Kamakura shogunate

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The Kamakura shogunate (Japanese: 鎌倉幕府, Kamakura bakufu) was a military dictatorship in Japan headed by the shoguns from 1185 (or 1192, when it was formally recognized) to 1333. It was based in Kamakura. The Kamakura period draws its name from the capital of the shogunate. From 1203 onwards, the family of the first Shogun Yoritomo's wife, the Hōjō clan, effectively had total control over the nation with the title Shikken (Regent), setting up a Hojo family court that discussed and made most of the significant decisions.

Contents

History

Establishment

Before the establishment of the Kamakura shogunate, civil power in Japan was primarily held by the ruling emperors and their regents, typically appointed from the ranks of the imperial court and the aristocratic clans that vied there. Military affairs were handled under the auspices of the civil government. However, after defeating the Taira clan in the Gempei War, Minamoto no Yoritomo seized certain powers from the aristocracy in 1185 and was given the title of shogun in 1192. The system of government he established became formalized as the shogunate.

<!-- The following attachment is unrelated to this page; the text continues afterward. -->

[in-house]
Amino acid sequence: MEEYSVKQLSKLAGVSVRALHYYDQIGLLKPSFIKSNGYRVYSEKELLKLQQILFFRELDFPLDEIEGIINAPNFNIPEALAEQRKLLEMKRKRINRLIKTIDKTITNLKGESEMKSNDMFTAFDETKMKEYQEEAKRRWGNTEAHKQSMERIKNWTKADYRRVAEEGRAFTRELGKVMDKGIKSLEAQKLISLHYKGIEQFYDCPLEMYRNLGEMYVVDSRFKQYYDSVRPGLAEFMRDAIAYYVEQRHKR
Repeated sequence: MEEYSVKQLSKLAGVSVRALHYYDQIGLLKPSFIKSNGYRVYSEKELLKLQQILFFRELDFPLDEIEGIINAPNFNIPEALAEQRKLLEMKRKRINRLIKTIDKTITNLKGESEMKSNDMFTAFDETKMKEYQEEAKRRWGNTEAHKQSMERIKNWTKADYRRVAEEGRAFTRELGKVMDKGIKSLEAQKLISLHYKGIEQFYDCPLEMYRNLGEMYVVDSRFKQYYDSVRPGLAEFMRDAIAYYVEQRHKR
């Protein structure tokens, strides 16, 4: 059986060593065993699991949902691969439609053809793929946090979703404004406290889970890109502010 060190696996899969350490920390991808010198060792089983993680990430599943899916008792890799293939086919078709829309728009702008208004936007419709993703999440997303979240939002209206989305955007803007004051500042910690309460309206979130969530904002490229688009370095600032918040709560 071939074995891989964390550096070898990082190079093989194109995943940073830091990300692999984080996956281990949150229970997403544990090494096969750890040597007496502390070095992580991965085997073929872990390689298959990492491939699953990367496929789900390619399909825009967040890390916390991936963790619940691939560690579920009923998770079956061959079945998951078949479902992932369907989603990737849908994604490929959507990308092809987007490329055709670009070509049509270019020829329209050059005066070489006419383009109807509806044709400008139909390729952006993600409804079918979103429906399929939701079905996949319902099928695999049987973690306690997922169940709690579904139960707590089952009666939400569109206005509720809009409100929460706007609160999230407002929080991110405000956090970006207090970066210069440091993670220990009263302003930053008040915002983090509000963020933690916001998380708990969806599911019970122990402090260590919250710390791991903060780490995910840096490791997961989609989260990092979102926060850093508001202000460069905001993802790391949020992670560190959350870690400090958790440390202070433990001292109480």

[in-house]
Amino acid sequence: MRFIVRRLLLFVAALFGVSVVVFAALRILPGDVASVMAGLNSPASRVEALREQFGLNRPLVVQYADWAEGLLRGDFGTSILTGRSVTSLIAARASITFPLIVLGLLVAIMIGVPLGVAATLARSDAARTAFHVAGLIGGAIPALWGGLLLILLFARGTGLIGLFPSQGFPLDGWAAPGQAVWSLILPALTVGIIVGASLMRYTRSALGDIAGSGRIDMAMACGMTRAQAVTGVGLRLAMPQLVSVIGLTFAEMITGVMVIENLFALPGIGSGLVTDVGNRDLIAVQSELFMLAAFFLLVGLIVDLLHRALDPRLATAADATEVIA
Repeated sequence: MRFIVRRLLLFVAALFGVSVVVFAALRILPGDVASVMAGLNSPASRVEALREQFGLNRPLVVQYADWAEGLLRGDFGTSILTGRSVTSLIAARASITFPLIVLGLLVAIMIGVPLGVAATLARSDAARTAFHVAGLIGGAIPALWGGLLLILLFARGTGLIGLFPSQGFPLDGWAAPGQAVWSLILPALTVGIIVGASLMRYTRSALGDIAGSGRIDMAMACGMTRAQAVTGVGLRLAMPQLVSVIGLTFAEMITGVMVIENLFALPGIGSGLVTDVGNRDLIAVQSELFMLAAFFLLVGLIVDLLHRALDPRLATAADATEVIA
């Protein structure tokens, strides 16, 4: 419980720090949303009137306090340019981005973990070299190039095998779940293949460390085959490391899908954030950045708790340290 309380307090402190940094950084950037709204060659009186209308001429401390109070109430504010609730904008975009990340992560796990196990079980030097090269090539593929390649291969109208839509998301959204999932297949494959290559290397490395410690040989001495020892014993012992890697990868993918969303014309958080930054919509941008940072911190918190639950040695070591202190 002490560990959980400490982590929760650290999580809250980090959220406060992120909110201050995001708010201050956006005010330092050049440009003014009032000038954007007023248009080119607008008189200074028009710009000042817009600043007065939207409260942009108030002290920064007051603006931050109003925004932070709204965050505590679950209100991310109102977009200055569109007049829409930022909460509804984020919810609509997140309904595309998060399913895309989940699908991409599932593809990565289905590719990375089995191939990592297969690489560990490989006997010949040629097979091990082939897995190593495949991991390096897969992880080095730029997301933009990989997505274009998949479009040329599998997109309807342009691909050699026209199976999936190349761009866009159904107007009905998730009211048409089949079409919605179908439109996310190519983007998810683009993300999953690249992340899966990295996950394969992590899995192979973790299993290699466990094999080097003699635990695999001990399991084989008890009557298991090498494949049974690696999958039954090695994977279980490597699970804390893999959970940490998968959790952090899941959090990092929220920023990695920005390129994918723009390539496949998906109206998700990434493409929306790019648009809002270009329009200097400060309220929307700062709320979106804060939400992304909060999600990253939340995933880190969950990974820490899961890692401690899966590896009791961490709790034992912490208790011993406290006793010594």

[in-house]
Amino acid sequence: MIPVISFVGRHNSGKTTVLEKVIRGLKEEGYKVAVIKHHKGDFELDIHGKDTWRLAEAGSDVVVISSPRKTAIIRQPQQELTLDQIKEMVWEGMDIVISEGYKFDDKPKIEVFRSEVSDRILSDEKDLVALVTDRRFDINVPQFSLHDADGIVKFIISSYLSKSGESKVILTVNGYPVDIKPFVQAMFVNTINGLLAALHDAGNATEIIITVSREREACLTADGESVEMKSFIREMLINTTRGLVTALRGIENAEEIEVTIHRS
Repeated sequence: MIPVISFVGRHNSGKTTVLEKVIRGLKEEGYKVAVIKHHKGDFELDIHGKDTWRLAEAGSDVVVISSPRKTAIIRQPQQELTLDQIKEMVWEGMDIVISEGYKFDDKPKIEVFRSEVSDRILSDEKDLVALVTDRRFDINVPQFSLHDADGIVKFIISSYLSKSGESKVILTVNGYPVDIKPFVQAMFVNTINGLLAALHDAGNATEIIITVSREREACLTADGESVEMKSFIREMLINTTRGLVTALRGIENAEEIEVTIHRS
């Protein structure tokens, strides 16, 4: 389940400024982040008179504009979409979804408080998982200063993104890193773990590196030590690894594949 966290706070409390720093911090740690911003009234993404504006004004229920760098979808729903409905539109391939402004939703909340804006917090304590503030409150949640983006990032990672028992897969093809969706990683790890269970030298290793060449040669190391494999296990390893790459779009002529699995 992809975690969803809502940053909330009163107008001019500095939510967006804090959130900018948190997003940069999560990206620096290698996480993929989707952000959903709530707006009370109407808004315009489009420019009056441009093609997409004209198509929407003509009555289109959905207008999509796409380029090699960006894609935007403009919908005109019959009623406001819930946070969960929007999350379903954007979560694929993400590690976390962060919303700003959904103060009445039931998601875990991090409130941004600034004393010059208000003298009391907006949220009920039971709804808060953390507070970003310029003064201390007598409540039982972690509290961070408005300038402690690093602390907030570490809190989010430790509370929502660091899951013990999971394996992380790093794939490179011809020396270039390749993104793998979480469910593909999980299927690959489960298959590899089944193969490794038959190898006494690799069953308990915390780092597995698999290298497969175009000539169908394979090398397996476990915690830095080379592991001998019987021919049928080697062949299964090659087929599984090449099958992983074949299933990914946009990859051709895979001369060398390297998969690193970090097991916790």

The Hōjō Regency

After Yoritomo's death, Hōjō Tokimasa, the clan chief of Yoritomo's widow, Hōjō Masako, and former guardian of Yoritomo, claimed the title of regent (Shikken) to Yoritomo's son Minamoto no Yoriie, eventually making that claim hereditary to the Hōjō clan. The Minamoto remained the titular shoguns, with the Hōjō holding the real power.

With the Regency, what was already an unusual situation became even more anomalous when the Hōjō usurped power from those who had usurped it from the Emperor in the first place. The new regime nonetheless proved to be stable enough to last a total of 135 years, 9 shoguns and 16 regents[1].

With Sanetomo's death in 1219, his mother Hōjō Masako became the Shogunate's real center of power[1]. As long as she was alive, regents and shoguns would come and go, while she stayed at the helm. Since the Hōjō family didn't have the rank to nominate a shogun from among its members, Masako had to find a convenient puppet[2]. The problem was solved choosing Kujo Yoritsune, a distant relation of the Minamoto, who would be the fourth shogun and figurehead, while Hōjō Yoshitoki would take care of day-to-day business[2]. However powerless, future shoguns would always be chosen from either Fujiwara or imperial lineage to keep the bloodline pure[2] and give legitimacy to the rule. This succession proceeded for more than a century[2].

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